Going the extra mile…to Dunstan and Dunedin hospitals 

Going the extra mile…to Dunstan and Dunedin hospitals 

(Margaret Batty/Community Networks Wanaka)

Have you spotted the Wheels to Dunstan car around town and wondered why it exists?

Wheels to Dunstan is a remarkable charitable health service coordinated by Community Networks Wanaka (CNW). Clients are picked up at home by the Wheels to Dunstan car and driven to Cromwell to connect with the 7.30 am St John’s minibus that takes them to Dunedin Hospital. After their out-patient appointments the service is reversed leaving Dunedin at 3 pm, getting clients back to Wanaka around 7 pm. Clients are also ferried between Wanaka and Dunstan Hospital in Clyde for daytime out-patient appointments.

If you could benefit from this wonderful service please do not hesitate to contact CNW.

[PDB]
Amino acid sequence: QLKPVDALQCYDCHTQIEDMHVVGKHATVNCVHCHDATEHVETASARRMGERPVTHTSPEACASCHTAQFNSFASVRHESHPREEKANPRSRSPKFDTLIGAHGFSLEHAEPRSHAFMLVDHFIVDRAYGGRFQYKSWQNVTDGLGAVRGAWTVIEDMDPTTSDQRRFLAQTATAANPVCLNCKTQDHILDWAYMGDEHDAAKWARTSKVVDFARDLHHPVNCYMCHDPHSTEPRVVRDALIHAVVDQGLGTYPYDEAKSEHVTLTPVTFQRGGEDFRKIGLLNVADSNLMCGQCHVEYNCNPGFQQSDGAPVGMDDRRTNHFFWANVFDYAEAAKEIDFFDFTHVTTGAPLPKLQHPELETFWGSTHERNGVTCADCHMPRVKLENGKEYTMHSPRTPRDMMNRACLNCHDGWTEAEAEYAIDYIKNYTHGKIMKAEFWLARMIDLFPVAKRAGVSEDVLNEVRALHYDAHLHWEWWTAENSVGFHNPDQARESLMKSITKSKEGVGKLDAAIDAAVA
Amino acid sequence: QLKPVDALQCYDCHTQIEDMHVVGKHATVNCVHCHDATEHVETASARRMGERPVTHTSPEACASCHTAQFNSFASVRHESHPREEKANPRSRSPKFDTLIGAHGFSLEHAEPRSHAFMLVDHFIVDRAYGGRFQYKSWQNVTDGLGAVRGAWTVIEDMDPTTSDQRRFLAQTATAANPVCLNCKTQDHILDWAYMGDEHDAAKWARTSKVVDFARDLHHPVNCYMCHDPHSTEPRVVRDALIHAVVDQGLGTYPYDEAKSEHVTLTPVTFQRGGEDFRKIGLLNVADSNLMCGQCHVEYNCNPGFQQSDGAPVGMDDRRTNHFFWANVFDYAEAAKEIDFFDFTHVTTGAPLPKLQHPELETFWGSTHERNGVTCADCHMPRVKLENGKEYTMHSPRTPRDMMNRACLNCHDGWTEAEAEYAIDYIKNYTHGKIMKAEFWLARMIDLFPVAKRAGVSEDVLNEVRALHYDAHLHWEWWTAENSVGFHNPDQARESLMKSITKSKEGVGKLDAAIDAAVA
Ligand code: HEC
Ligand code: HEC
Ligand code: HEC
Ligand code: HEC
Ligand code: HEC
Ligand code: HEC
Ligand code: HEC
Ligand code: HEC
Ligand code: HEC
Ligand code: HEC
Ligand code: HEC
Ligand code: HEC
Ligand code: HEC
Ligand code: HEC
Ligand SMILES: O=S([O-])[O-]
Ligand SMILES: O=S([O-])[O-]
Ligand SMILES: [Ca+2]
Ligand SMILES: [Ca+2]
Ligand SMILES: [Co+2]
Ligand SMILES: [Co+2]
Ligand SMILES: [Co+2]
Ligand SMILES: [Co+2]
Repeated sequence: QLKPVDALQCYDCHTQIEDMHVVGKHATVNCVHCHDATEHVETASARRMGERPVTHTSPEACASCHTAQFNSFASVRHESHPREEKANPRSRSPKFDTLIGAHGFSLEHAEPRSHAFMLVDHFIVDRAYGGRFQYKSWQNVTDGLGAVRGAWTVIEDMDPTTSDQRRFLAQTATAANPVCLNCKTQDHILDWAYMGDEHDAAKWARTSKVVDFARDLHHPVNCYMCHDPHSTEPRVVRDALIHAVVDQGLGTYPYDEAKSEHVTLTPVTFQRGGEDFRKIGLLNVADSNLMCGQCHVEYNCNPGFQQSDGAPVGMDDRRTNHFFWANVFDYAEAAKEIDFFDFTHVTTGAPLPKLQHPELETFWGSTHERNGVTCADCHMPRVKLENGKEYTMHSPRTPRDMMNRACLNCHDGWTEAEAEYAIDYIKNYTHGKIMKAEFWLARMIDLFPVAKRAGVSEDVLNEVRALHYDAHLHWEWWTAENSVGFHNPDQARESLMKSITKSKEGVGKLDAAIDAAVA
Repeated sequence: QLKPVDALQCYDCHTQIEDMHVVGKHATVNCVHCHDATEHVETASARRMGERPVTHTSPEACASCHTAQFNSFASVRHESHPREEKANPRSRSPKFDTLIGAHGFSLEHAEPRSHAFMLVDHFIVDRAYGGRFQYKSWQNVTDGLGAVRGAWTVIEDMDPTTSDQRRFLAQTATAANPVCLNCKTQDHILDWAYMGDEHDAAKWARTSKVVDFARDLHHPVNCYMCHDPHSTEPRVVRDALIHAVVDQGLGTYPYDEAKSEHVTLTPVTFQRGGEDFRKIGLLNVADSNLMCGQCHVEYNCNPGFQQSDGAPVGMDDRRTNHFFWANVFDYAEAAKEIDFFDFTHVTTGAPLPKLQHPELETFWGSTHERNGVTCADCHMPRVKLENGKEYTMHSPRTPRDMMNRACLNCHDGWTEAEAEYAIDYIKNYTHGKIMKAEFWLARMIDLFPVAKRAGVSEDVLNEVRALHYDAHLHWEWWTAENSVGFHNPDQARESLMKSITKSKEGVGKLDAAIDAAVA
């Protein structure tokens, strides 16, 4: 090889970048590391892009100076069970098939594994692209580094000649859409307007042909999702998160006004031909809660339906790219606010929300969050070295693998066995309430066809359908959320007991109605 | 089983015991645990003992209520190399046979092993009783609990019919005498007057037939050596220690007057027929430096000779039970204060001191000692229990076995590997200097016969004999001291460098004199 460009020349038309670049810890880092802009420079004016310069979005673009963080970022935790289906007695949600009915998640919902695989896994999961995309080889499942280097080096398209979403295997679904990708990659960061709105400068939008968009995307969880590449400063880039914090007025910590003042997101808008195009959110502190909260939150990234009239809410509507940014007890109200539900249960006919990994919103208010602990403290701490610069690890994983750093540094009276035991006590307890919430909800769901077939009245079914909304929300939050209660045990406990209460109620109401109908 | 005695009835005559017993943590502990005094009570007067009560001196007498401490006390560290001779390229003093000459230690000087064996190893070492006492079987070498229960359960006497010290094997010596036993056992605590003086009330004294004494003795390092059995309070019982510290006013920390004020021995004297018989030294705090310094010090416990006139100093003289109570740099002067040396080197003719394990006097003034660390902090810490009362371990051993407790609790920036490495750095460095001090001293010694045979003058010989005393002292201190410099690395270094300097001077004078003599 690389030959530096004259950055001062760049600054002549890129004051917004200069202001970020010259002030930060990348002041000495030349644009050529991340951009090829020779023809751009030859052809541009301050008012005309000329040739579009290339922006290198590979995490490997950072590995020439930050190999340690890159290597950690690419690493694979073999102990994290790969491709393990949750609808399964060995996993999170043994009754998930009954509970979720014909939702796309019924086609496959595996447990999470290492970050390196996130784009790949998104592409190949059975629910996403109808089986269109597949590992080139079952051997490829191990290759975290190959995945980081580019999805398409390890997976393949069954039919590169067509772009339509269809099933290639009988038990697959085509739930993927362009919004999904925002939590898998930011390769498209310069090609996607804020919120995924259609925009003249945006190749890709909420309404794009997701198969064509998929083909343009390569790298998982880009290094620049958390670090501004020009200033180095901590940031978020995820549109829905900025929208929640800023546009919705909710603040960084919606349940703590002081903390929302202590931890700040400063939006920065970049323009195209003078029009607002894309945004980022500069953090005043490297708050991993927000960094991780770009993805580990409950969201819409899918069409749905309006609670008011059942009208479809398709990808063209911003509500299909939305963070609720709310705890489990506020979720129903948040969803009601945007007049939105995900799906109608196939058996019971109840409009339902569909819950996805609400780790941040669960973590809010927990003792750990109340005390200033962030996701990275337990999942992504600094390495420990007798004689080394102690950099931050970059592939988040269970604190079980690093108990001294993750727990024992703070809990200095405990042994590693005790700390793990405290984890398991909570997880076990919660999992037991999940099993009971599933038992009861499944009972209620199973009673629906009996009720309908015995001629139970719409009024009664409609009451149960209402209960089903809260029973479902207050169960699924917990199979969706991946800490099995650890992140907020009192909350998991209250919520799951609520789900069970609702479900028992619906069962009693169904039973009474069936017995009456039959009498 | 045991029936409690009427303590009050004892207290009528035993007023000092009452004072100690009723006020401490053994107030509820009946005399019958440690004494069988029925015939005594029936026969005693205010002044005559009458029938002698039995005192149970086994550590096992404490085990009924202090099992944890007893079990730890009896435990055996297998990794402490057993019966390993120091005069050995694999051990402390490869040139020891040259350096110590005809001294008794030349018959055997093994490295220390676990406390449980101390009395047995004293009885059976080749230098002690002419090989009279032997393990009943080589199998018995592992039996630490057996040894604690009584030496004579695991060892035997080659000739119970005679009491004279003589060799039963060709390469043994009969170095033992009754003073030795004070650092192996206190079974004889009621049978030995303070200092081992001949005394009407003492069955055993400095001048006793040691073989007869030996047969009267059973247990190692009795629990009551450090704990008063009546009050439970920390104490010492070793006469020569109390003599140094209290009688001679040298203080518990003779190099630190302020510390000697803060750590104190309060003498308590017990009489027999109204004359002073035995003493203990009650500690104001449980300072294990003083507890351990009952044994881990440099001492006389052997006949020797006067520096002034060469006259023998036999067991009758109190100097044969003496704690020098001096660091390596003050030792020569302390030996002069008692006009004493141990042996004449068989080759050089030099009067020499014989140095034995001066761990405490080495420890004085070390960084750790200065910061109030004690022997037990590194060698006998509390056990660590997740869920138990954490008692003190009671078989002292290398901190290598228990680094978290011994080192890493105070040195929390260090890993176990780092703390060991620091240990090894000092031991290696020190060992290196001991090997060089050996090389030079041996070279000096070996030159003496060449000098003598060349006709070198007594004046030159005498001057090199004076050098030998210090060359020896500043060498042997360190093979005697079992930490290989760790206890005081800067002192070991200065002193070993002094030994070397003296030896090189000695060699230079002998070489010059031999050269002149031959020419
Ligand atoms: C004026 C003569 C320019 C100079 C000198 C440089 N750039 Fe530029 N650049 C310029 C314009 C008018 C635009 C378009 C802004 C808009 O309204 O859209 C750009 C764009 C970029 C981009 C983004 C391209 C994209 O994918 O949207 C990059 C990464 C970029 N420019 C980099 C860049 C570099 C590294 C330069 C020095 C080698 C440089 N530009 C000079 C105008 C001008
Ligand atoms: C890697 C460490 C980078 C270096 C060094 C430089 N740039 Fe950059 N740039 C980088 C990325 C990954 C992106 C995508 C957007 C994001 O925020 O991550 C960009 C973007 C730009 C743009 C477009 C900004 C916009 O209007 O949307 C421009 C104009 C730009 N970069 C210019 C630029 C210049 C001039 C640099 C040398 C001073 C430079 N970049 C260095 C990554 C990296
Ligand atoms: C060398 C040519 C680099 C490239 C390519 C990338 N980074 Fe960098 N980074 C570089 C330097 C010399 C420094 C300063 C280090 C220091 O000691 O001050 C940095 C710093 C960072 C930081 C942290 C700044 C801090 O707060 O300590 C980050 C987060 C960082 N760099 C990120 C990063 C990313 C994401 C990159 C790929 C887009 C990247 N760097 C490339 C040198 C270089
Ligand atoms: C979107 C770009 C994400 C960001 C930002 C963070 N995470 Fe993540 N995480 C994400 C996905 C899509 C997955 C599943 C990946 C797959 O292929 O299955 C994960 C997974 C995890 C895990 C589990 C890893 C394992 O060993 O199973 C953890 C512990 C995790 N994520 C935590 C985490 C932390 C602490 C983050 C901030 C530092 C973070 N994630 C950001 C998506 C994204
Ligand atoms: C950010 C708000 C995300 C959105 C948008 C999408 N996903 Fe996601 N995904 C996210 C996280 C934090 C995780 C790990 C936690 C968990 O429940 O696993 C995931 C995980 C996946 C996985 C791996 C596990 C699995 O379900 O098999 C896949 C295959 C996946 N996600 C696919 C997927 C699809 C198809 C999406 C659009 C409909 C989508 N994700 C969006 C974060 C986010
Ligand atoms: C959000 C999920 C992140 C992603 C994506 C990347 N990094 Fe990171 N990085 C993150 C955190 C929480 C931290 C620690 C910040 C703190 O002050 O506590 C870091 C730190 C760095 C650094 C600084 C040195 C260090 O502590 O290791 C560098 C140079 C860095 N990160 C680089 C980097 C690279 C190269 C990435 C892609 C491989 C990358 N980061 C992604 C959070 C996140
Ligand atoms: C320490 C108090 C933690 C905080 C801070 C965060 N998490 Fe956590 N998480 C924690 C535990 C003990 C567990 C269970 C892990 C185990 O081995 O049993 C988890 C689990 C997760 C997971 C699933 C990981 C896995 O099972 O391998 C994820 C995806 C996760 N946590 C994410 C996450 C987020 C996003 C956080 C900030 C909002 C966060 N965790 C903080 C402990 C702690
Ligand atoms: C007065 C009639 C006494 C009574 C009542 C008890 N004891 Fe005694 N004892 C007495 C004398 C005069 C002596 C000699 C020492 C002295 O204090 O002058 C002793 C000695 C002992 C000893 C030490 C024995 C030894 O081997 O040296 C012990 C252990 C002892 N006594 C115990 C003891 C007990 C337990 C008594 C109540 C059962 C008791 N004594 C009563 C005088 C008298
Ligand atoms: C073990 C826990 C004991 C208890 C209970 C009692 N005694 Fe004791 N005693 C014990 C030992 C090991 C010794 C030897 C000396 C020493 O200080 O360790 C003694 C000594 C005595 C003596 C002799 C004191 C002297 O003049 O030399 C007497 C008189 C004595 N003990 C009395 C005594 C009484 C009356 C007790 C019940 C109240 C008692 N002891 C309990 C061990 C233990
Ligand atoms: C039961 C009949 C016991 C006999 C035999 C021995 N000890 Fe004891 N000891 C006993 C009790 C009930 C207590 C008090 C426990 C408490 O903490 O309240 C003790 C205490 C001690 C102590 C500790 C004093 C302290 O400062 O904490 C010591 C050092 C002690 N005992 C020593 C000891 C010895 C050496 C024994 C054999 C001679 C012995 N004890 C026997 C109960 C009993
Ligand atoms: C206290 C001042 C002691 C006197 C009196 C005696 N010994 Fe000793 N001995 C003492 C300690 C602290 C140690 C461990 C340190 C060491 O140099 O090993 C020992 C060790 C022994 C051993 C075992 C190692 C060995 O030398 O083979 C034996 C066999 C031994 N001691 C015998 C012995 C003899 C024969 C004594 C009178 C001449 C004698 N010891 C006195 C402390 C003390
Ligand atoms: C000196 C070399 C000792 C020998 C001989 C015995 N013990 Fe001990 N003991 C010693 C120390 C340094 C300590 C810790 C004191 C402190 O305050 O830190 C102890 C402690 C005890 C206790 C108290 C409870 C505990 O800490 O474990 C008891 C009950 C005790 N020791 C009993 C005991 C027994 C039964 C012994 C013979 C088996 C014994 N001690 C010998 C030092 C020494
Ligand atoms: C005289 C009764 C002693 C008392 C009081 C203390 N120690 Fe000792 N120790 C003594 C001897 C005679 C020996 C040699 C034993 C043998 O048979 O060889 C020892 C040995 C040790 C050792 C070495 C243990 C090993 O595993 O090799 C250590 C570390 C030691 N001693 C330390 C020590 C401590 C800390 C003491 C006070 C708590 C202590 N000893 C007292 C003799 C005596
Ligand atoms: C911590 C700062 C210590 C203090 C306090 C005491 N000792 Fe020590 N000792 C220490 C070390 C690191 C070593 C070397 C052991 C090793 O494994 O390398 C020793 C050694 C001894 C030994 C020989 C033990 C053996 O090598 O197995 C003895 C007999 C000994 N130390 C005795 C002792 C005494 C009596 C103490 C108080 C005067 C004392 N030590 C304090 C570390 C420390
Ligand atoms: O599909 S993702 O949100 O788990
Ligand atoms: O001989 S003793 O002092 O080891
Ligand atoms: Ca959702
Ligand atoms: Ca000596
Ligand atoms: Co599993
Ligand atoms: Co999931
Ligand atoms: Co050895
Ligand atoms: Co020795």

Help: do you have a garage in central Wanaka where Wheels to Dunstan could park their car over the winter?

Photo: Margaret Batty

Wheels to Dunstan is a vital lifeline for many people in Wanaka, without it they would have to rely on the goodwill of friends or family, pay for a private service and/or possibly stay overnight in Dunedin.

Nevertheless, clients face a tiring twelve-hour day with this daunting 540 km round trip. Ben Suncin explains: ‘I use Wheels to Dunstan once every two months. On those days I get up at 5 am to be ready for the driver at 6.20 am. You never know how the road will be, there might be snow or roadworks. I always take an overnight bag incase my appointment runs over and I have to stay in Dunedin. Wheels to Dunstan has made a great difference to me and to my quality of life.’ Ben is a well-known regular charitable fund-raiser: ‘I like to do appeals in Wanaka, I get a lot of help so I like to give back what I can.’ 

Odds are you will never have seen the Wheels to Dunstan car driven by the same person, as there are fifty four amazing volunteer drivers on the roster who share the daily 110 km return drive from Wanaka to Cromwell five days a week, come rain or shine, clocking up 138,000 km between them over the last three years. On average there are around 23-33 trips per month serving 30 clients. Imagine the logistics with multiple timings and destinations.